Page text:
If ever there was a poster girl for butter, it’s Julia Child, the doyenne of TV cooks, whose story – or at least the part of it that began in France – is told in the new Nora Ephron movie Julie & Julia. This comedy-drama cuts and splices the lives of Child, who brought French cooking into every American home thanks to her TV shows in the 1960s, and Julie Powell, a young New York office worker who writes a blog about spending a year cooking her way through all the recipes in Child’s landmark French cookery book for Americans.
Child never tired of singing (or perhaps warbling would be a more appropriate verb) the praises of butter so it’s amazing that during her year-long cook-a-thon, Julie Powell (according to the film) didn’t seem to put on a single pound in weight. But then, she wouldn’t – because her part of the film, although based on real life, smacks of the aspects of Nora Ephron’s previous movies that were particularly unrealistic, irksome and formulaic.
There’s the wisecracking best friend (see Rosie O’Donnell in Sleepless in Seattle), the shabby chic apartment (You’ve Got Mail), the obligatory scenes of bonding in front of the telly (watching Casablanca in When Harry Met Sally, An Affair to Remember in Sleepless in Seattle etc). Somehow, Ephron even manages to sneak that old Annie Hall influence in there too: the lobster scene? Hello?
I have no aversion to movies that bear little relation to real life, but when you have a film in which the heroine – sorry, one of the heroines – works in a call centre dealing with the bereaved of 9/11, the glossy Hollywood sheen doesn’t seem appropriate.
Where it works just fine is in the scenes, woven through the film, in the Paris of Julia Child’s experience in the 1950s. Paris in any period has a romantic charm but Child’s Paris particularly so, because it’s where she discovered her calling, having already – as we know from documents released after her death – worked as a spy. In Paris, where her new husband works for the American embassy, she casts around for something to occupy her time and eventually comes up with the idea of taking classes at the Cordon Bleu cooking school.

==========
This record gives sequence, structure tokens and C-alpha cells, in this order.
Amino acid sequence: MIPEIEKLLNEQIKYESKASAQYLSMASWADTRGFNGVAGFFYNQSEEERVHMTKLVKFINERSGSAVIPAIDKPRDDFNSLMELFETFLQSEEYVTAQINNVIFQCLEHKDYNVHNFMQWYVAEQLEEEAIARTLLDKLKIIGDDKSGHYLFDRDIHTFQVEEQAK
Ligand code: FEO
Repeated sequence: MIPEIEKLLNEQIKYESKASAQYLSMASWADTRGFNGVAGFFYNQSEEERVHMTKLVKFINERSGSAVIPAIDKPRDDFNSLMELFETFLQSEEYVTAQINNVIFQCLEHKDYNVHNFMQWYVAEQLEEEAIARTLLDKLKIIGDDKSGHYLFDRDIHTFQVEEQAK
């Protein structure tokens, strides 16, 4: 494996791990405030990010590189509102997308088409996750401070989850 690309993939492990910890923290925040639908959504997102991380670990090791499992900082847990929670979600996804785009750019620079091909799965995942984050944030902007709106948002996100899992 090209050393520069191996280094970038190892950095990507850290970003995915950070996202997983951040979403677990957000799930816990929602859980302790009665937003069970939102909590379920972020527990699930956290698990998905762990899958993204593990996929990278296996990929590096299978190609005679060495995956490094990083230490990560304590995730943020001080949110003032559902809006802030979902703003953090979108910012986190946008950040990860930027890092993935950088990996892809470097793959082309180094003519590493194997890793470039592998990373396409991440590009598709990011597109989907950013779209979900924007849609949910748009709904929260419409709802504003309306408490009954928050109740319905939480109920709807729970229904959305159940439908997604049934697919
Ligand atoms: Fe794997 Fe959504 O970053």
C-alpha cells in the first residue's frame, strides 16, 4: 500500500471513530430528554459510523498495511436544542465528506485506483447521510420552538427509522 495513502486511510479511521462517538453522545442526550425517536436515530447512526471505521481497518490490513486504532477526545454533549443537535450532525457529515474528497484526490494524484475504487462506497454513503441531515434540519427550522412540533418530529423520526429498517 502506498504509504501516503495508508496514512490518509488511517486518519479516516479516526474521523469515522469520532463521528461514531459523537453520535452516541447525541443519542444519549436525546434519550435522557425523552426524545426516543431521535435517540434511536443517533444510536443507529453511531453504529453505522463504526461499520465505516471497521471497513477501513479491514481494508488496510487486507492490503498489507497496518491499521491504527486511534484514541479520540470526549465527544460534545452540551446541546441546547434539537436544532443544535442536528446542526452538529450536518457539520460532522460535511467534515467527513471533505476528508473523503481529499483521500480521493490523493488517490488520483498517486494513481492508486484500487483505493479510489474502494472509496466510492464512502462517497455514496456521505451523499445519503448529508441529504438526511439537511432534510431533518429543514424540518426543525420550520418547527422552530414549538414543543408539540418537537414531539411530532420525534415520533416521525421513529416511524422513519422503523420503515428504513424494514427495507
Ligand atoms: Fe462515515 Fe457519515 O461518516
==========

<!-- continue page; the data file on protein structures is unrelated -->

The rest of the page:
As a Brit, I didn’t know anything much about Julia Child. And what little I did know about her – that she had a funny, high, comedy sort of a voice – was only through a hilarious (and now, I realise, totally accurate) impersonation by the brilliant jazz musician and off-the-wall raconteur Marty Grosz who used to offer an omelette signed by Julia Child as a prize if anyone could guess the tune he was singing, from its obscure verse.
Ever the chameleon, Meryl Streep does an amazing job of bringing Child to life (though it does come as a surprise to learn that she’s supposed to be just 37 at the start of the film). An ungainly, gallumphing, well-built (6 foot 2) and rather plain woman, Child comes across as having been quite at ease with her appearance – even amidst a sea of petites Parisiennes. While they may have been picking at their tiny portions like sparrows, Child devours food and relishes every opportunity for a new gastronomic experience. Streep gets the voice, the breathiness and the near-hysteria and certainly seems to embody the character, but it’s not a performance that really sheds much light on the character. She’s not onscreen enough.
Amy Adams, as Julie Powell, is onscreen plenty, however – and she is undoubtedly the less interesting and intriguing of the two heroines. She is also, as portrayed here, the 2009 version of Sally from Ephron’s best film, When Harry Met Sally. Once you notice the similarities between Meg Ryan in WHMS and Amy Adams in J&J, it’s difficult not to start playing spot the lack of difference. They have the same mannerisms (watch how the teary and tipsy Julie brandishes her wine glass), the same way of enunciating key lines (“I could write a blog. I have thoughts..”), and when Julie has her “meltdown” on the kitchen floor, you almost expect her to wail “and I’m going to be 40” a la Sally.
For me, the big surprises came towards the end when we realise that Julia Child was still alive while Julie Powell was conducting her blogging and cooking project. The next surprise is that Child lived to the ripe old age of 91, despite the copious amounts of butter she had consumed throughout her life. And the third is that for all this is a feelgood film, there is no attempt to avoid the fact that Child, when interviewed during Powell’s blogging/cooking project, expressed total disinterest in it.
Actually, here’s another surprise: that Ephron didn’t just call the film When Julie Didn’t Meet Julia.